The leader of the T-shirt bandits group of thieves, who was caught out lying to a court to avoid a harsher sentence, has successfully avoided another jail term.
Jack McLean, 25, was sentenced to one year and nine months in jail last year for his role in a string of thefts and burglaries across the North East – conducted with a T-shirt covering his face to conceal his identity.
But in trying to reduce that sentence, he wrote a letter to the County Court claiming he was on 23-hour lockdown on remand, which the Office of Public Prosecutions discovered was a blatant lie.
McLean again appeared in Melbourne County Court on Friday, where he was sentenced to a two-year community corrections order with 120 hours unpaid work for attempting to pervert the course of justice.
Judge Gerard Mullaly warned McLean that committing another crime would end with him back in jail.
“I don’t think I’ll forget this case, what you put in the letter, so if you come back within two years I’ll remember exactly what I said,” he said.
McLean’s lawyer told the court his client was getting drug counselling, had passed random urine tests and even asked to be shifted away from a working unit containing former drug associates.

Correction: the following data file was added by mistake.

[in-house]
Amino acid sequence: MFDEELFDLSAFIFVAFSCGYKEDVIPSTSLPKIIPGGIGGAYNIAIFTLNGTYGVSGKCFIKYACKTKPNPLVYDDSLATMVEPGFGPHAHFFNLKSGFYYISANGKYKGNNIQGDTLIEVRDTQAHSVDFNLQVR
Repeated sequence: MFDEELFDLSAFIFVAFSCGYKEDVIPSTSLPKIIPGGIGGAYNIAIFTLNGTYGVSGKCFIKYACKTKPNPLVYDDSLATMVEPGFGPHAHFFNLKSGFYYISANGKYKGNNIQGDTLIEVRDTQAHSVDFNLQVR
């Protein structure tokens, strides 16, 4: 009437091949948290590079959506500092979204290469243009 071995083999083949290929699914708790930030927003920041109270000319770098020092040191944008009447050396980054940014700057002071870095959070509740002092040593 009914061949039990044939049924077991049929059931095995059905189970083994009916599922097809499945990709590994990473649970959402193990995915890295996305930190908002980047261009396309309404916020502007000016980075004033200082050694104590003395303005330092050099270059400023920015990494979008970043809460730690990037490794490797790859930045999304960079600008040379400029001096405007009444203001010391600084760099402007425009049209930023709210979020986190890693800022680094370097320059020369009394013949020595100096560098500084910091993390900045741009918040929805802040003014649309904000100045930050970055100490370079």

Judge Mullaly said the attitude was “very encouraging” and convinced him not to give McLean more time in jail, which was the usual sentence for that type of crime.
“There is every indication you have not resumed drug use,” he said.
“It does take an effort to disassociate yourself from other drug users, but it’s a critical thing to do - getting off drugs involves not taking them and not being around people who do.
“Your insight in taking yourself away from those associates is to your credit and makes me more optimistic than I may have otherwise been.”
McLean’s partner and mother of their young daughter continued to stand by him and he has been out of jail for about two months, living in Wodonga and working with his father.
“It is hard for you to get other work in the district due to your notoriety, but hopefully the passing of time will see you fully employed and able to make a useful contribution to your community,” Judge Mullaly said.
“The community is better protected if you are able to stay out of trouble, establish and raise your family and make a contribution to your community.”